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Understanding Iran’s Syria Policy, and How the ISIS Threat Spooks Tehran

Iraq is home to some of the most holy sites in Shia Islam and if ISIS were to come close to them, Iran would be obligated to defend those sites’.

Written by Lara Setrakian and Katarina Montgomery Published on Read time Approx. 6 minutes

The foreign ministers of Iran, Iraq and Syria met in Tehran on Tuesday, asserting that they would work together to battle radical Sunni Muslim militants, in particular those behind the rise of the Islamic State (ISIS). In the same week, Iran threw its weight behind a Russian bid to host Syrian peace talks in Moscow. Russia and Iran, longtime allies of Syrian President Bashar al-Assad, have long sought to preserve his rule and government.

On the margins of the nuclear peace talk, the U.S. has spoken to the Iranians about the situation in Iraq and Syria; they both share the same interest of defeating the Islamic State. While Tehran is not part of the U.S.-led international coalition carrying out airstrikes against ISIS in both countries, it has acknowledged that it sent military advisers to Iraq to help the Iraqi army in its battle against Islamic State fighters.

“I think the Obama administration has come to the realization that ISIS won’t be defeated without Iran, and Iran probably recognizes ISIS won’t be defeated without U.S. help,” said Hooman Majd, a journalist and an analyst on Iran.

Majd spoke to Syria Deeply about Iran’s interests in Syria, its strategy for fighting ISIS, how Syria factors into its bigger dynamic with the West.

Syria Deeply: What is Iran’s fundamental interest in Syria? What are they looking to preserve or achieve?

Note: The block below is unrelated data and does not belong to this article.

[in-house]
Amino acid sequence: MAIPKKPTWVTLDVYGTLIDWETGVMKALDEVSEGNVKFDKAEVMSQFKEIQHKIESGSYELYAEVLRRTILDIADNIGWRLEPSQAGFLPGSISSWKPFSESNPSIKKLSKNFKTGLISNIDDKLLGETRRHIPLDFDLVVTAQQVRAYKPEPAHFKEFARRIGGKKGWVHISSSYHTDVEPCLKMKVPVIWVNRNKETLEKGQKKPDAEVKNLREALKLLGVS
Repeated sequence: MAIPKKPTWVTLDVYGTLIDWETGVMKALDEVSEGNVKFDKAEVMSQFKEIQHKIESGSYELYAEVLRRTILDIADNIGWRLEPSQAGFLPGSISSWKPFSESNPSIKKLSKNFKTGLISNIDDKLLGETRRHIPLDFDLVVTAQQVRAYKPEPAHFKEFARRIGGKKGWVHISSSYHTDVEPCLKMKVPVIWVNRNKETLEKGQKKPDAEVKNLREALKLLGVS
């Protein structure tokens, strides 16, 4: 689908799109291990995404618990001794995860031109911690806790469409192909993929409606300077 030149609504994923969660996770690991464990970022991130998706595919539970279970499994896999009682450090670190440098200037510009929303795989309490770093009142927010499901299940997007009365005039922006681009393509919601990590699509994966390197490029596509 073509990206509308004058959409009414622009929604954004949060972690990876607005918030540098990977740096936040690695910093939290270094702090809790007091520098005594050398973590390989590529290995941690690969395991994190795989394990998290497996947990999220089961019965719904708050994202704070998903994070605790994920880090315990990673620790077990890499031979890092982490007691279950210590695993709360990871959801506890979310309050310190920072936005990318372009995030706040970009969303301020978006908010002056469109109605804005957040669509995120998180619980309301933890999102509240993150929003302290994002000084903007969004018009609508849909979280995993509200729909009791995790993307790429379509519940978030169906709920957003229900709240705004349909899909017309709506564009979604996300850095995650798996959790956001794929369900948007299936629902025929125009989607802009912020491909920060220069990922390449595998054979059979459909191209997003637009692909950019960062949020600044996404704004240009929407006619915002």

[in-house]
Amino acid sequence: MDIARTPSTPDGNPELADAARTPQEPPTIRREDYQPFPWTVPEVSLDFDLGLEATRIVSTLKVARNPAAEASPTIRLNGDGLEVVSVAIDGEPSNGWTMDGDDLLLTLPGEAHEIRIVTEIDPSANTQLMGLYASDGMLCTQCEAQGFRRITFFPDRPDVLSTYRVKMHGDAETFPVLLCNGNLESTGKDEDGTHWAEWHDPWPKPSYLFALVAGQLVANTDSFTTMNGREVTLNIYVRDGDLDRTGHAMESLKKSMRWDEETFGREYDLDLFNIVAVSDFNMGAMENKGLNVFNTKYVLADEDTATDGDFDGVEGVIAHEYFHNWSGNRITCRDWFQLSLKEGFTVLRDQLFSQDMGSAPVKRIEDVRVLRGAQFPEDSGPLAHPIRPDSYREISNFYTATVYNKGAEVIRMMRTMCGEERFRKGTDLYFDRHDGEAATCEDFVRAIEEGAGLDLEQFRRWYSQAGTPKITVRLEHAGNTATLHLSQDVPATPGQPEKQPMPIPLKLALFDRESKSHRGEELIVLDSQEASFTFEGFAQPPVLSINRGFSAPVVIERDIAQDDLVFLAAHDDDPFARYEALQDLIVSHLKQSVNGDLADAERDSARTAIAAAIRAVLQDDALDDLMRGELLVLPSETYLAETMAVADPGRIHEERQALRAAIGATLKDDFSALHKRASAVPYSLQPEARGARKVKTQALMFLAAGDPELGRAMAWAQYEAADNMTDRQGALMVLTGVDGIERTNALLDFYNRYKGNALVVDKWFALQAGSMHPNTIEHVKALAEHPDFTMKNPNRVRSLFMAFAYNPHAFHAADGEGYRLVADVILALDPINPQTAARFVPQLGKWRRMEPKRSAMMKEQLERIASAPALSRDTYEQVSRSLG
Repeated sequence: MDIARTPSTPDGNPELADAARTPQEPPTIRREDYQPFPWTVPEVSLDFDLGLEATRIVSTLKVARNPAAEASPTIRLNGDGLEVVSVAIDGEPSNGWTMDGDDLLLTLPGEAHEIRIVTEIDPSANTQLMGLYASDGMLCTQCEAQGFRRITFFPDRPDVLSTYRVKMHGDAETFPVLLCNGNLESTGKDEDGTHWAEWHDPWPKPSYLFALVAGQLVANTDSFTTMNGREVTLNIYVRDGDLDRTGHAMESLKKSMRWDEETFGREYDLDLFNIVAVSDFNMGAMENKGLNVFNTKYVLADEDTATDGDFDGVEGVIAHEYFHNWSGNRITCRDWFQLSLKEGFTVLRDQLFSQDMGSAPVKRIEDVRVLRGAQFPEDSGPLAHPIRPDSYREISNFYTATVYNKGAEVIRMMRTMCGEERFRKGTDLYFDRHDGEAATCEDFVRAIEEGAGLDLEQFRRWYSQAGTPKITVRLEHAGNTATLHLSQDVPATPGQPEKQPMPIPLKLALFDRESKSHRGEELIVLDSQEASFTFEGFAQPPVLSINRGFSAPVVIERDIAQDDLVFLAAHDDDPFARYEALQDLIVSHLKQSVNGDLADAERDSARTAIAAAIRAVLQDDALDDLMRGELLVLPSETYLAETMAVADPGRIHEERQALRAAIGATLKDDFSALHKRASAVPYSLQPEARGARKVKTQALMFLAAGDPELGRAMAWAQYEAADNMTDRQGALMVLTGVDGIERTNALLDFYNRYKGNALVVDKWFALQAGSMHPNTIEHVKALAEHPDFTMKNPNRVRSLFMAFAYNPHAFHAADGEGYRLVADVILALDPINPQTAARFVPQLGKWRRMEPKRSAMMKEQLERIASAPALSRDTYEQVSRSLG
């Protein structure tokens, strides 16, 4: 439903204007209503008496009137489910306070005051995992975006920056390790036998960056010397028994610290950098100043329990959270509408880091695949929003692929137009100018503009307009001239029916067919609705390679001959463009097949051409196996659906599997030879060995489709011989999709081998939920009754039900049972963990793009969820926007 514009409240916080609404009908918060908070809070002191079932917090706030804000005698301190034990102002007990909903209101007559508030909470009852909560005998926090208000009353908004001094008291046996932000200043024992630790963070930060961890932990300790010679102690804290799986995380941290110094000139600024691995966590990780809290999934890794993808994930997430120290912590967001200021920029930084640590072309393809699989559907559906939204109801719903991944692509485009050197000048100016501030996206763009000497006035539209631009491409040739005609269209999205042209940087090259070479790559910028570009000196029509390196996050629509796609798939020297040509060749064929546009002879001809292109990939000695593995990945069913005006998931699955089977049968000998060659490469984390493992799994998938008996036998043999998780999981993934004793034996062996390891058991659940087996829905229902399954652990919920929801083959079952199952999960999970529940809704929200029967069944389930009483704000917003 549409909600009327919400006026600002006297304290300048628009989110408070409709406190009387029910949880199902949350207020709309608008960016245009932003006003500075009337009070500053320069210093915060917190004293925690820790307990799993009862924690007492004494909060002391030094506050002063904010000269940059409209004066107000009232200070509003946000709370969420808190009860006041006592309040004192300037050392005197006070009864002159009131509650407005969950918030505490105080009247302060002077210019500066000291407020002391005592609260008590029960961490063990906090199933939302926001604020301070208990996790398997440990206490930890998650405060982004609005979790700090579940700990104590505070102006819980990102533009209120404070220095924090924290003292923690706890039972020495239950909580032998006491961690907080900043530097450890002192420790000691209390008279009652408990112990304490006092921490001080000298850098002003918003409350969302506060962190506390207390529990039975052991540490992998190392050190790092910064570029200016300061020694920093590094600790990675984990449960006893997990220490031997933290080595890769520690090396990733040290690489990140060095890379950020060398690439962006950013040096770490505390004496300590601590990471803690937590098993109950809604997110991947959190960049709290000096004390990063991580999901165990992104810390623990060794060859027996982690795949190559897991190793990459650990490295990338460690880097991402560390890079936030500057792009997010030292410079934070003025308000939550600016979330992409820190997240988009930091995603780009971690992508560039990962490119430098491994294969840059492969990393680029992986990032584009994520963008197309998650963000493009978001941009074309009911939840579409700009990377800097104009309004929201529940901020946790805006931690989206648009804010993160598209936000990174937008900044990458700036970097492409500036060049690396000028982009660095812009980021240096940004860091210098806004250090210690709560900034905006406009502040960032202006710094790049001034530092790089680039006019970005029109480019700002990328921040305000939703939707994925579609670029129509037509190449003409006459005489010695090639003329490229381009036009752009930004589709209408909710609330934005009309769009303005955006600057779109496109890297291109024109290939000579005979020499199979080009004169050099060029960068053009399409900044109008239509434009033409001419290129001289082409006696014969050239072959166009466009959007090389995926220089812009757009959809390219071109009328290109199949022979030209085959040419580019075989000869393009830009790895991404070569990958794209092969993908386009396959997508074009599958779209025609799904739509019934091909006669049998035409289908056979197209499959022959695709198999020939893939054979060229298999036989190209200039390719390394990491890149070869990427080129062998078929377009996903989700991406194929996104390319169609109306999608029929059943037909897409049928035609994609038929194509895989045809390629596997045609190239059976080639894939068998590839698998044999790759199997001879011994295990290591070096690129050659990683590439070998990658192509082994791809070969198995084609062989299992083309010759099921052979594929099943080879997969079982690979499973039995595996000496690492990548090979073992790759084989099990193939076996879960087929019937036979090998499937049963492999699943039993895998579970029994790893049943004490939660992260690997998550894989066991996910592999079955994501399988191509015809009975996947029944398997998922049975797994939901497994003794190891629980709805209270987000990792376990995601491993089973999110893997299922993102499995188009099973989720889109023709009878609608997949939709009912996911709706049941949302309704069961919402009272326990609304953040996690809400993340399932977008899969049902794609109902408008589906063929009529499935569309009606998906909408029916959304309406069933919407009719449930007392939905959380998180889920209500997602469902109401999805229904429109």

Majd: Syria has long been Iran’s only Arab ally since the start of the Iranian revolution, and more specifically the year after the Iran/Iraq war where every other Arab nation supported Iraq, either militarily or financially. The fact Syria was the only Arab country that supported Iran against its own Baath brethren in Iraq will never be forgotten by Iran. The Iran/Iraq war for this generation of Iranian leaders is a seminal event.

Arab support from Hafaz Assad’s family was crucial during the war. After and even during the Iran/Iraq war, Syria played a crucial beachhead for Iran into the Arab world, particularly into the Mediterranean with Lebanon, where Iran has great interests because of the Shiite population, intermarriage between Iranian and Lebanese Shiite clerics and the creation of Hezbollah.

It’s not to say that Iran is married to the Assad family, but they are married to the idea of not allowing Syria to fall into the Western camp.

Syria Deeply: How does Syria factor into Iran’s bigger dynamic with the West? How do its nuclear negotiations with the U.S. potentially impact its Syria policy?

Majd: There have been some public comments from the Supreme Leader Ali Khamenei, Foreign Minister Javad Zarif and President Hassan Rouhani indicating that cooperation in the fight against ISIS and the future of Syria is dependent on the nuclear deal. It’s a given. I don’t think it’s a threat or a bargaining position on the behalf of the Iranians. As long as there is animosity between the West and Iran, it will be very difficult to have cooperation on Syria and ISIS. Both sides are tight-lipped, but there has been indication that they do talk about Syria. If the nuclear deal is put to bed, it’s only natural that Iran would want to be very much involved in the resolution of the Syrian crisis and the battle against ISIS.

Syria Deeply: What has it cost Iran in financial or political capital to keep backing the Assad regime?

Majd: It’s been a political, financial and military liability. In the early days of the Syrian uprising, Iran’s backing of Assad was viewed as a huge liability in the Arab world and on the street, where the credibility of a self-proclaimed Islamic nation backing what was considered a butcher was damaging to its reputation. Three, almost four years on, the tide has turned a little bit for Iran. The realization among moderate opposition groups, even in the U.S., and certainly of mainstream Muslims, is that Assad is awful, and the situation in Syria is terrible, but that they don’t want another Libya, or ISIS running Syrian territory. It may be coincidental, but I think the price Iran is paying politically is less now than three years ago.